On making a spontaneous photo shoot happen:
I came to California for Thanksgiving just to be with family in 1991, and I had given the Beastie Boys a call. We hadn’t seen each other in a while and they invited me down to their "G-Son" studios out in Atwater Village in Los Angeles, to just hang out and see their skate ramp, play some basketball in the studio and listen to “Check Your Head” as they were still trying to figure out it's final sequencing, before it came out. I was just totally blown away and totally inspired by the album, and so I told them that we should take some photos before I had to go back to New York. They said "sure, let’s do it, it will be like old times." We did it the next day and I was on the red-eye back to New York that night!
On the challenge of coming up with an album cover:
Unfortunately, they had said that the album cover for "Check Your Head" had already been picked (in fact it wasn't even a photo of the band), and I said that I'll try and out do that. I knew I would. So Adam had an idea, he wanted me to create for them their own version of the iconic photo on the cover of Minor Threat's Salad Days 7" single. So we met up early in the morning at the Capitol Records building and we took a roll or two of black and white right in that area. There was a picture of them sitting on the curb that we took at the end of the first roll, and I knew in my head, that was their shot, I knew that would be their version of the Salad Days photo, and it became the album cover, replacing the original one they had chosen. When I had gotten back to New York after that, and after getting all the film back and photos printed, I faxed them all the best images right away. (for me, that was the way to get it to someone quick back then). I had a really good fax machine. They got the fax of the photos on the other end and literally they liked that one shot so much, they put it on the album cover as a fax, like i had sent them (check the vinyl version of the LP and you'll see it's clearly a fax).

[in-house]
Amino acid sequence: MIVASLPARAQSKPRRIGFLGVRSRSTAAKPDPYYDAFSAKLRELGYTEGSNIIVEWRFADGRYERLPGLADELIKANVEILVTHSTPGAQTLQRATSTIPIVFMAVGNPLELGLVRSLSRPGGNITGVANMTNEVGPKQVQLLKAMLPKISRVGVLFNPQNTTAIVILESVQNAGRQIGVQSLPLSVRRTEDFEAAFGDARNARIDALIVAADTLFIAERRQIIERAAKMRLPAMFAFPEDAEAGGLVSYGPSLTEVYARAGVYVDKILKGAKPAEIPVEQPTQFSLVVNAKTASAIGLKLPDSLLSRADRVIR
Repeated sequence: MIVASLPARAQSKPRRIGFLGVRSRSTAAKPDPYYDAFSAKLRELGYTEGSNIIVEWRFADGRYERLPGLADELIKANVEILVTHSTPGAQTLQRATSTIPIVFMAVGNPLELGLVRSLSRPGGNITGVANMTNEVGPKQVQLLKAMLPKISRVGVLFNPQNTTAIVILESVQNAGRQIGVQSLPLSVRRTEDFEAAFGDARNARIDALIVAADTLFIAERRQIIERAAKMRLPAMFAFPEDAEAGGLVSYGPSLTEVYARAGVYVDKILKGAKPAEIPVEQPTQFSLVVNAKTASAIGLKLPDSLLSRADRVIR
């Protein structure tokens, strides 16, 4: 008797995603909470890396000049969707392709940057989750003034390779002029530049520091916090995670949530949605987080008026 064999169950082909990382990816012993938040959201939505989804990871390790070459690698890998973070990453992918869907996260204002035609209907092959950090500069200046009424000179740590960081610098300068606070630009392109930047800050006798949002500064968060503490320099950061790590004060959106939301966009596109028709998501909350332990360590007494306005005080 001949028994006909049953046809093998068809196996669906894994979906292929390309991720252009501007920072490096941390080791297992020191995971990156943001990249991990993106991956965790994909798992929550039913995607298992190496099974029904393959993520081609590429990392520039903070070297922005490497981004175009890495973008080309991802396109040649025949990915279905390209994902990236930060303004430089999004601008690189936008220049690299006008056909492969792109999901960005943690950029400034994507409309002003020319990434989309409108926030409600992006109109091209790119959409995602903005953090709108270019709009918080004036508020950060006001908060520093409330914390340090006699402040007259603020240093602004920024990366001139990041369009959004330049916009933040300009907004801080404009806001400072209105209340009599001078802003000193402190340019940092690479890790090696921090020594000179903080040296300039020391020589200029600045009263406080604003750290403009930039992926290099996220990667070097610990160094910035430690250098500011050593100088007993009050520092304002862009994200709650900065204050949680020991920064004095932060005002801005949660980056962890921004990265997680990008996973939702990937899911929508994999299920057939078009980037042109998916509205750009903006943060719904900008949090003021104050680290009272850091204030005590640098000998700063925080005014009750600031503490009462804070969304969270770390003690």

On shooting in an old torn-down structure:
After I took that shot of the three of them, we decided to keep shooting. We went by Adam's log cabin up Laurel Canyon, and the school yard up further on Wonderland Ave., Mulholland Drive, Got great shots everywhere. (My friend, Amery Smith was driving us around in his van, and in fact it was the first time the Beasties and 'AWOL' ever met.) Later on, for the last location, we brought them down to the Sorrento Beach parking lot, in Santa Monica, next to where there was this pool that my DogTown friends all skated back in the '70s. I knew this would be a good spot to shoot because I partially grew up around there. It had some resonance for me. And then there was this old torn-down structure right across the street (actually the PCH) from the parking lot. It was late in the day and the light was hitting it just incredibly, and I said, "Let's climb up there and let's take these photos." That shot of Adam I guess was during some downtime while we were just hanging around up there in that destroyed structure, trying to figure out some cool angles for shots... It was very close to the end of the day. (another shot i took up there made it onto the back cover of my first book) It was just an outtake, an individual image of him, and I didn?t have an individual image of anyone else up there. It just looked cool, otherworldly, it just looked like him. He was very into snowboarding at the time, and that's why you see he's wearing his down jacket, that ski hat, lift pass attached to his coat zipper, and stuff.
On digging up the photo:
When you [Amy] let me know there was a possibility of a cover for The Lives They Lived, I dug extra deep into my extensive Beastie archive to find a solo shot of Adam that had never been published or even seen by anyone else ever. This one fit the requirements well, I thought, for our hometown newspaper. My only wish is that it had been shot in New York.
Below is the home scan with more accurate end of day lighting, i sent over to the Times.
Let's hope this comes to fruition : ADAM YAUCH PARK